From time to time I reflect upon the fact that many of the novels I appreciate come from a very particular narrow slice of fiction that involves the “hidden prince” or “hidden princess” story . A great deal of the poignancy of such writing comes from the wide gulf that exists between the character as they are seen by the writer and reader and as they are seen by everyone else, including perhaps themselves. We see, for example, bi-racial kids who are somewhat put upon serving as the kings of a put-upon Goblin people. We see a brilliant and famous wizard growing up in the broom closet because of the cruelty of his aunt and uncle. Examples like this could be multiplied indefinitely–one of my own favorites involves a crown prince of a small kingdom who is kidnapped and sold into slavery, and forever struggles with literacy, something which for whatever reason I found a particularly sad fate.
Be that as it may, though, the hidden prince or hidden princess is not only a matter for fantasy novels, although it is a common aspect of worldbuilding there. Pink’s second album, for example, was devoted to the way that she felt misunderstood, being marketed as a sex symbol when she felt like an outsider with a screwed up personal history. Current pop-rap star Cardi B likely feels herself to be a particularly powerful woman in urban music, at least if her slew of hit singles indicates anything, even if there are plenty of people willing to envy her on account of her appeal to the relatively friendliness of mainstream music audiences towards lighter skinned women. We understand ourselves in ways based on our own life experiences and our own struggles, but other people see us through superficial identities and read into that all kinds of privilege and favoritism that we often do not see when we look at our own lives. Everybody feels misunderstood, not least because we look at our lives and see the difficulties we had to overcome while other people look at whatever success we have and give it any reason that would delegitimize that success and make it responsible on something other than our own just desserts, because they or someone they root for lacks that success for one reason or another.
The universality of feeling misunderstood has some strange consequences in our deeply fragmented age. One of these consequences is that we regularly find ourselves deeply drawn to those who give voice to our own feelings of being misunderstood but find it so difficult to relate to other people who are misunderstood, even if they are misunderstood in similar ways to ourselves. I find it poignant and touching when people I consider extremely attractive are drawn to books about those who are viewed as ugly, and find it equally paradoxical when people show frustration for being appreciated for their looks or for their physical strength only show appreciation to someone like me for my obvious intellect. What we see in ourselves and what others see in us is wildly different. We see in ourselves layers and aspects that for other people are scarcely seen, and see in others only those areas that are the most conspicuous, unless we have taken the time to get to know them well and they have trusted us enough to show us aspects of themselves that may not be so obvious. And yet even when we show different layers of ourselves and see different layers to those around us, we are not free from being misunderstood or from misunderstanding others. We can be misunderstood because we say too little or say too much. We can be misunderstood because others see in us what is not there or because they do not see in us what is there. We can be misunderstood because others look at us through the filters of love and hate, fear and longing, envy and contempt.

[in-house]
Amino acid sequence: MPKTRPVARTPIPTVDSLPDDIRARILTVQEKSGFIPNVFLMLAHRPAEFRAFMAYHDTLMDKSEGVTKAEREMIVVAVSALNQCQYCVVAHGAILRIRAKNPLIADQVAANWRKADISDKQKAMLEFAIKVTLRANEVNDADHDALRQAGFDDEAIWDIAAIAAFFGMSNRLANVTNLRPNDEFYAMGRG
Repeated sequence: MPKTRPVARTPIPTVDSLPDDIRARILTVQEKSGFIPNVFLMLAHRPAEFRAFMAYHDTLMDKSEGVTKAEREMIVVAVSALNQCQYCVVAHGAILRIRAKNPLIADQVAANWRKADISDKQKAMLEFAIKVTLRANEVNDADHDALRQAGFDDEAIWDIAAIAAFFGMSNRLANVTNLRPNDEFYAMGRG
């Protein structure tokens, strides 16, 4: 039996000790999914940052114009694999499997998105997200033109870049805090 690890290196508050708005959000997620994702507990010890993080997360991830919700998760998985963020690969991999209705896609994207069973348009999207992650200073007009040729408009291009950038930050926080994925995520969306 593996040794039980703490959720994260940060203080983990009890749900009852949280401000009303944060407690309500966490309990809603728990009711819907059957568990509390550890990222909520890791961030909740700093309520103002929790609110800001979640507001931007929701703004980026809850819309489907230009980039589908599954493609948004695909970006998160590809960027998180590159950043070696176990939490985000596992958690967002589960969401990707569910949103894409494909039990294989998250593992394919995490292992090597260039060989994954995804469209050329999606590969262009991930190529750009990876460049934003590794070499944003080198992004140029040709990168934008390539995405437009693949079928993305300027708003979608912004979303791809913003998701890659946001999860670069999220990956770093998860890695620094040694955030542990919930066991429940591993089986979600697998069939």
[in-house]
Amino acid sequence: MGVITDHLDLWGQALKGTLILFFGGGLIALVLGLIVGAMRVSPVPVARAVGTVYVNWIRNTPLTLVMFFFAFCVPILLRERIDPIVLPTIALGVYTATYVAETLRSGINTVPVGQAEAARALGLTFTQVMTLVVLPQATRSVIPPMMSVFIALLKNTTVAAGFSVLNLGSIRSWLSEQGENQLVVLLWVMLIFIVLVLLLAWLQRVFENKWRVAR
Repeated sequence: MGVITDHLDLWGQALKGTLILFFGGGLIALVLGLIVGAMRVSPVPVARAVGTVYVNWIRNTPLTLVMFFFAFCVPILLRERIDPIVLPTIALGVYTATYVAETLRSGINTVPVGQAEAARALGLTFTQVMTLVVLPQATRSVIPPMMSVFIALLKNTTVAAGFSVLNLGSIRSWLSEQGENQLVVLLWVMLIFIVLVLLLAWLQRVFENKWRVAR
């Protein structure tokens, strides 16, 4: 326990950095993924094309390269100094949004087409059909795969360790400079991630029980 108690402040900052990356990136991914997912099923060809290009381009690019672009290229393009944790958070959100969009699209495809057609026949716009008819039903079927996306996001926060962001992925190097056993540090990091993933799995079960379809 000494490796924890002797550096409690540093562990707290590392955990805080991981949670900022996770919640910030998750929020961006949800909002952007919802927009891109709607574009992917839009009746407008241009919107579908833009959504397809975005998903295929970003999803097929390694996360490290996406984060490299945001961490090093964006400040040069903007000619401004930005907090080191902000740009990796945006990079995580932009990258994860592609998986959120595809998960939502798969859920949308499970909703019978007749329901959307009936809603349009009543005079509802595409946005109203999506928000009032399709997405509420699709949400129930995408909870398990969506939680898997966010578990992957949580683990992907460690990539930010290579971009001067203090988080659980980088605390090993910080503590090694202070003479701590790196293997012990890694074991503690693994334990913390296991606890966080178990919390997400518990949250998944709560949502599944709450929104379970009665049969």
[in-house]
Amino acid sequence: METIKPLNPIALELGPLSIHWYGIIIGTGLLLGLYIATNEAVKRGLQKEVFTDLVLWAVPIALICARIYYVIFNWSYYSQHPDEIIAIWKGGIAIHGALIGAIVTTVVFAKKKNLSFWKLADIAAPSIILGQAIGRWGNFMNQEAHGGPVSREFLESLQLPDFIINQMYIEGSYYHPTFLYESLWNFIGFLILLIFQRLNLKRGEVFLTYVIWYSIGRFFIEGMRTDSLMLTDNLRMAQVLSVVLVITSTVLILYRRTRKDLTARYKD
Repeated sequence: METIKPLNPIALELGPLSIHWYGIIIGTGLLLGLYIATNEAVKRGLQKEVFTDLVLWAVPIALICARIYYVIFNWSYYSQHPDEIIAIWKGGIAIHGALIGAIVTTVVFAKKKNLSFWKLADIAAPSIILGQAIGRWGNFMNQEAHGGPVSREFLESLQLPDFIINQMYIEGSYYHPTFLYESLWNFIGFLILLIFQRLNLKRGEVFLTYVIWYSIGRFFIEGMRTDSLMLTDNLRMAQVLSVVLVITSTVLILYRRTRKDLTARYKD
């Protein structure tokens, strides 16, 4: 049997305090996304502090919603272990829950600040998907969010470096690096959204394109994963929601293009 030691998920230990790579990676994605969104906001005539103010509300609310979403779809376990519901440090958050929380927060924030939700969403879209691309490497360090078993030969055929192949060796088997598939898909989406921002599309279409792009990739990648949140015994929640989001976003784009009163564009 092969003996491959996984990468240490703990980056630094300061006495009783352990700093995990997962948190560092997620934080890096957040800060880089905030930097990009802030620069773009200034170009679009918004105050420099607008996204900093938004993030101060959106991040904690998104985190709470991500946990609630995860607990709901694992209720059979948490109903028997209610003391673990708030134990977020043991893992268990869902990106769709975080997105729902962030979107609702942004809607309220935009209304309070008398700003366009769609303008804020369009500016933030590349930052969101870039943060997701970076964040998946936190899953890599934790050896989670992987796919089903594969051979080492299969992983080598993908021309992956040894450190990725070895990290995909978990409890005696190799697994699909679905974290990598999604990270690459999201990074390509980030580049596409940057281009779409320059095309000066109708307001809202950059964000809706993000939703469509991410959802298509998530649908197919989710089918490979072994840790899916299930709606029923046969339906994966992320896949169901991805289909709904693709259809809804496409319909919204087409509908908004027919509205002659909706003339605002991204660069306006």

And even when we know that these feelings of being misunderstood are universal, that everyone we could talk to, if they were honest with us, could point to an area of their lives where they were strongly aggrieved that people thought of them as one way when they themselves saw themselves as different, this does not help us to relate to other people. It is one thing to feel that others misunderstand us and to know that other people feel just as misunderstood themselves. It is an entirely more difficult thing to see ourselves as others see us, as horrifying as that may be, or for us to see others as they see themselves, however ridiculous as that may appear to us. A big part of this reason is that we see ourselves as understanding others rightly, or at least more rightly than they understand us. This asymmetry keeps us from coming to terms with others, because others feel confident in their understandings of us that we view as woefully mistaken while we feel confident in our understandings of others that they hold equally in derision. The beams in our own eyes keep us from being able to see each other accurately, or see anything accurately. Again, these problems are universal–witness for example the way that people overlook everything awkward or negative about those with whom they are in love, and the way that they speak with incredible harshness about the flaws and foibles of those with whom they are no longer in love. To have a hermeneutic of charity towards other people and the way that they present themselves is terribly difficult to do, not least because we seldom feel as if others are being just, much less charitable, to us. And yet we are all in the same boat together, even if unwillingly so and often without the sort of brotherhood that one expects from those cast away on the lonely sea with only other misunderstood souls like ourselves for company.
 See, for example: